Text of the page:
This year, International Women’s Day — a holiday celebrating the achievements of women as well as pushing for more parity, gender inclusivity, and “a better working world” — is more important than ever. That’s because today, women around the country are taking a stand by not going to work (if possible), wearing red, and shopping only at women and minority-owned businesses to remind us that women are an important part of our society and our economy.
While some have criticized the demonstration already — do yourself a favor and skip the ‘WhileTheFeministsAreAway’ hashtag — many business owners (and some school districts) are standing in solidarity with the strike, the same way that so many stood with their employees during the ‘Day Without An Immigrant‘ protest last month. The strike is targeting all lines of work, and all types of businesses, but there’s one area where consumers may feel the impact of the protest the most: at the diners, pubs, and bakeries where they enjoy their lunches and dinners every day.
Around the country, restaurants are finding ways to support their female employees by offering them paid leave or running specials that fundraise for important women-centered organizations. In D.C., for instance, Ruth Gresser, the owner of Pizzeria Paradiso and Veloce, has planned to take action in solidarity with the demonstration for several weeks.
From The Washingtonian:
The veteran restaurateur, who recently celebrated her flagship’s 25th year in DC, is offering paid leave to all female employees at her four eateries. She spent weeks with her team figuring out the best approach for the business, and rearranging shifts with male employees so the eateries can remain open. Only half the food and beverage menus will be served—a symbolic number that represents half the world’s female population—with partial proceeds going to My Sister’s Place, which supports survivors of domestic abuse, and the National Organization for Women.
Gresser’s voice is one of many. In New York, Grub Street reports, Anita Lo, owner of Annisa, is donating the proceeds from a special cocktail and appetizer to Off The Sidelines (an organization that helps women run for office). Other restaurateurs are following suit, with some donating proceeds from specialty food and drinks to non-profits including Planned Parenthood, and others, like Mark Gibson, owner of The Wren, are letting women have paid time off to go to the rally and asking male employees (who’ll be covering their shifts) to wear red.
If you’re feeling especially passionate and political today, you might want to stop by Nourish Kitchen & Table, where owner Marissa Lippert is offering “Watergate Cake with Impeachment Frosting.” It’s for a good cause. A portion of the sales will be donated to the Women’s Center for Education and Career Advancement.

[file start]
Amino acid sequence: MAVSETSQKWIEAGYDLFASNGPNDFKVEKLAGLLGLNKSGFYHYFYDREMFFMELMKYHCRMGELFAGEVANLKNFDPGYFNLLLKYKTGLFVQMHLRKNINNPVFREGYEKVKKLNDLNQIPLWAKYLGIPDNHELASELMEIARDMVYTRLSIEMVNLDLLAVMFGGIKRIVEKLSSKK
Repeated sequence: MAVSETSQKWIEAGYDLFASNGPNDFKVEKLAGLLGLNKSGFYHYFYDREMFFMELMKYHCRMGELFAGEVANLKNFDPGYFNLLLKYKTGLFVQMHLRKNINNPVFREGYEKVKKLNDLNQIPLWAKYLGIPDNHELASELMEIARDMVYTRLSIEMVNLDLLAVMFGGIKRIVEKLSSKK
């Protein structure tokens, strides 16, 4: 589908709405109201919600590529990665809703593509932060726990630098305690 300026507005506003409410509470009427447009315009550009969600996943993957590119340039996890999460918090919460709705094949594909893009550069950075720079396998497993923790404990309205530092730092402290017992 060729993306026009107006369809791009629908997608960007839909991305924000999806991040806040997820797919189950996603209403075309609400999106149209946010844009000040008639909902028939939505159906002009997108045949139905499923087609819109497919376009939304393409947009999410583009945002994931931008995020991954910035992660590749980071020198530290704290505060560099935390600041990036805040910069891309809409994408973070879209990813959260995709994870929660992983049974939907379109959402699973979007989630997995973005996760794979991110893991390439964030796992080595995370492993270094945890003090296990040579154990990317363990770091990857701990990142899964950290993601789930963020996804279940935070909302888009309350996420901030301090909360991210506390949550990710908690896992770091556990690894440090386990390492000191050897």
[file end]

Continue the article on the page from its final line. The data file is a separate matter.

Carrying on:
But New York and D.C. are from from the only cities taking part in the strike. In Detroit, eateries including Cairo Coffee and Sister Pie are closing their doors. On its Instagram, Sister Pie posted that people who are missing out on their desserts today should consider donating the money to a local non-profit that benefits girls. And at Rose’s Fine Food, Eater reports, women will be “taking a step back” while men handle the diner’s business.
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As a completely woman-owned and women-run business, our shop will be closed tomorrow as we stand in solidarity with women everywhere. We'll stay off social media as well, and encourage you to spend your pie dollars by donating to the Detroit non-profit Alternatives for Girls. See ya Thursday! 👊🏽💕🙌🏻 #resist #riseup
In Boston, The Naumkeaug Ordinary, The Ugly Mug Diner, and Violette Gluten-Free will be closed. Basil Tree Catering and Cafe will be donating half its cafe proceeds to Planned Parenthood and Belly Wine Bar will be launching an all-women list of winemakers and donating 10 percent of “by the glass” sales to a new organization each week for the next eight weeks. If you’re in San Francisco, you can check out a list of places that will be standing in solidarity HERE.
Things will return to business as usual tomorrow. Today, however, it’s important to remember the progress women have made and stand with them as they continue fighting for equality, equality in the workplace, and reproductive rights. As the owners of The Naumkeaug ordinary put it, “Today is a day for reflection & action; observation & questioning. Today we must commit to doing better so that tomorrow dawns brighter, safer, and more free for us, our mothers, sisters, and daughters.”